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Fairtrade pioneer overcomes grief and injury to cycle 18,000 miles around the world for charity

29 March 2018


Robert Cleave shows off the lightweight, high-performance bike which he hopes will take him 18,000 miles, across five continents and through 20 countries, to complete his fund-raising ride

Robert Cleave shows off the lightweight, high-performance bike which he hopes will take him 18,000 miles, across five continents and through 20 countr...

ROBERT CLEAVE, one of the first Traidcraft representatives in the UK and the man who introduced the Fairtrade movement to the diocese of Southwell, 30 years ago, is about to embark on a solo round-the-world cycle trip.

He is raising money for Traidcraft Exchange and Cancer Research UK. It will take up to 18 months.

Mr Cleave, a retired IT manager of a global health-care company, embarks on “Robert’s Ride” on 7 April. He will be cycling 18,000 miles, across five continents and through 20 countries, starting in Morocco.

It will be only his second long-distance ride, after a 1000-mile trip from Land’s End to John O’Groats, which he completed in 14 days.

He acknowledges that the trip is going to be both a physical and mental challenge, and a spiritual journey. His venture has twice been postponed: once after the death of his mother from stomach cancer, two years ago; and a second time because of injury. Osteoarthritis necessitated a hip replacement, and he broke his shoulder in several places last year, after being hit from behind by a car while cycling home from work.

Mr Cleave, who is 62, is a well-known figure in the diocese, having served in a lay capacity within his own church, St Michael and All Angels’, Bramcote, and on the Bishops’ Council and diocesan synod — often cycling the 40-mile round trip to Southwell for meetings. He acknowledges that what he is undertaking would challenge a man half his age, but has been “building up the miles and the legs” and has no intention of trying to break any records.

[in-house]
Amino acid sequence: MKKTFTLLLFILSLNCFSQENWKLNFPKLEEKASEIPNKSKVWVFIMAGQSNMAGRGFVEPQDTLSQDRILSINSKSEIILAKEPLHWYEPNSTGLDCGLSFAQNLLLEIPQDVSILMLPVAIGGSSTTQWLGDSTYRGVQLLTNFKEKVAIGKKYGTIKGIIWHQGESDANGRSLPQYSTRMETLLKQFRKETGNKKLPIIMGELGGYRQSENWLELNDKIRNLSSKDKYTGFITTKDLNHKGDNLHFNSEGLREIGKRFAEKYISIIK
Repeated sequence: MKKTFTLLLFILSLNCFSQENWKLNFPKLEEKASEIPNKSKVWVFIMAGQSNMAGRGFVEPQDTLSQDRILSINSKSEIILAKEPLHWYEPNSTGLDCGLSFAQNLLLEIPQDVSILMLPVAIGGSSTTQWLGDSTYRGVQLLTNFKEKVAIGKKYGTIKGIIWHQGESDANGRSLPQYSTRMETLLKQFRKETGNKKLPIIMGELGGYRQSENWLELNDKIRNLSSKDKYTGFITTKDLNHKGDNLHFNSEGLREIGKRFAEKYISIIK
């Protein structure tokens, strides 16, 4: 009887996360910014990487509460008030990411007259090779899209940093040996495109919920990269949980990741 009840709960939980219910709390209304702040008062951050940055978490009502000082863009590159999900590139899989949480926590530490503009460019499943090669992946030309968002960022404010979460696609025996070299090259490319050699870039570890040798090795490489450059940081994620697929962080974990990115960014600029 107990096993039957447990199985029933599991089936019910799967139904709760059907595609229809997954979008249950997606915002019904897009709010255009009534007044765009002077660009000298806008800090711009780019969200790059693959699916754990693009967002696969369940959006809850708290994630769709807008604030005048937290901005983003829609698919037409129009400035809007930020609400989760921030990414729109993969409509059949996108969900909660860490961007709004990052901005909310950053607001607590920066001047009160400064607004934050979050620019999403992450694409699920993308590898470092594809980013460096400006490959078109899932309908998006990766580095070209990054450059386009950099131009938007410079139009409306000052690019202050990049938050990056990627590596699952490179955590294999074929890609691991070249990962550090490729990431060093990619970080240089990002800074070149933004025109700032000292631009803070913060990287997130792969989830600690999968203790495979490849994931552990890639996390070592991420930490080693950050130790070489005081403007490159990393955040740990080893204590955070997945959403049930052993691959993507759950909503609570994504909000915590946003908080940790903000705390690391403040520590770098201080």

The only hard-stop timings relate to seasonality in necessities such as avoiding monsoons.

A key part has been managing risk: the route has been selected to be as safe as possible, and he will not be going through the hot spots of the world. His trip has caught the imagination of the many schools, groups, and Traidcraft roadshows that he has been visiting with his lightweight, high-performance bike. Everything he is carrying will be in two panniers, and he likes that notion.

“It does strip life down to the bare essentials, to something simpler and more immediate,” he says. “All your effort and interests are focused on getting from A to B, having enough to eat and drink, and having somewhere to sleep at night.”

He regards the solo trip as “almost like going on retreat for a year and more”. Modern communications will enable him, though, to keep in frequent contact with his family and supporters; and his iPad holds the Lonely Planet guides for every country he is visiting, as well as “masses of music and masses of books” (they include the Archbishop of Canterbury’s new book, Reimagining Britain). His bike powers a USB charger on the handlebars.

In north-west Spain he will visit Santiago de Compostela, and in India and south-east Asia he plans to visit some of the farmers, producers, and artisans with whom Traidcraft works. “I’ve always been impressed and inspired by the charity’s approach to fighting global poverty through trade,” he says. “And I very much like what Cancer Research UK are doing in applying medical science to beating cancer.”

Mr Cleave’s wife, Christine, will join him at five stages of the tour, for a few days’ holiday and to bring out spares and replacements such as tyres and brake blocks if required. A retired physics teacher, she has recently completed training as a spiritual director, and reflects that the prayer practices associated with that discipline are things that will stand her in good stead over the many months of absence.

“I will be able to resource myself in God when I’m praying. I feel naturally drawn to spending time on my own; so that solitary part of my life is probably the most important thing that is going to sustain me day by day,” she says.

Family and friends are close by, and she has a supportive church community: Robert’s Ride is to be commissioned at a family service on Palm Sunday.

The distances are formidable and the time will be long, but love for one’s husband is like an elastic string, she suggests: “Even if the string stretches a great deal, that connection is still there.” But Mr Cleave might have to speed up if he is to get back back in time for the couple’s 40th wedding anniversary, in July 2019.

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